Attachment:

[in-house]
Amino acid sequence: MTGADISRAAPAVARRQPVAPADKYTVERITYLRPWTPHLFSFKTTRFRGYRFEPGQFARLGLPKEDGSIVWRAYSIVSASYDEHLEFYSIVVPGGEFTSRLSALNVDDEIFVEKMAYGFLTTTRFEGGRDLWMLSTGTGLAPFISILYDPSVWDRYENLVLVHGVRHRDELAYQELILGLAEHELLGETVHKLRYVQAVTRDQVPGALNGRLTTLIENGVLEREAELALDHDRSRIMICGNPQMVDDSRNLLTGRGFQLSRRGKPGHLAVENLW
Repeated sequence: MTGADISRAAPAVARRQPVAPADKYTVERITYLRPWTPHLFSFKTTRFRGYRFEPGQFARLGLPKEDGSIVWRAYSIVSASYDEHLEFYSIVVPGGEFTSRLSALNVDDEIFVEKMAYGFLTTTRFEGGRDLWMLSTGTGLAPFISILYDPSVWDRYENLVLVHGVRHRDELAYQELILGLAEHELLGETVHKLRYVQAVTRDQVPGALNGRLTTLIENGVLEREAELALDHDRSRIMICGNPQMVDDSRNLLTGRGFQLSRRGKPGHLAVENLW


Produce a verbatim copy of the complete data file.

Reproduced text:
[in-house]
Amino acid sequence: MTGADISRAAPAVARRQPVAPADKYTVERITYLRPWTPHLFSFKTTRFRGYRFEPGQFARLGLPKEDGSIVWRAYSIVSASYDEHLEFYSIVVPGGEFTSRLSALNVDDEIFVEKMAYGFLTTTRFEGGRDLWMLSTGTGLAPFISILYDPSVWDRYENLVLVHGVRHRDELAYQELILGLAEHELLGETVHKLRYVQAVTRDQVPGALNGRLTTLIENGVLEREAELALDHDRSRIMICGNPQMVDDSRNLLTGRGFQLSRRGKPGHLAVENLW
Repeated sequence: MTGADISRAAPAVARRQPVAPADKYTVERITYLRPWTPHLFSFKTTRFRGYRFEPGQFARLGLPKEDGSIVWRAYSIVSASYDEHLEFYSIVVPGGEFTSRLSALNVDDEIFVEKMAYGFLTTTRFEGGRDLWMLSTGTGLAPFISILYDPSVWDRYENLVLVHGVRHRDELAYQELILGLAEHELLGETVHKLRYVQAVTRDQVPGALNGRLTTLIENGVLEREAELALDHDRSRIMICGNPQMVDDSRNLLTGRGFQLSRRGKPGHLAVENLW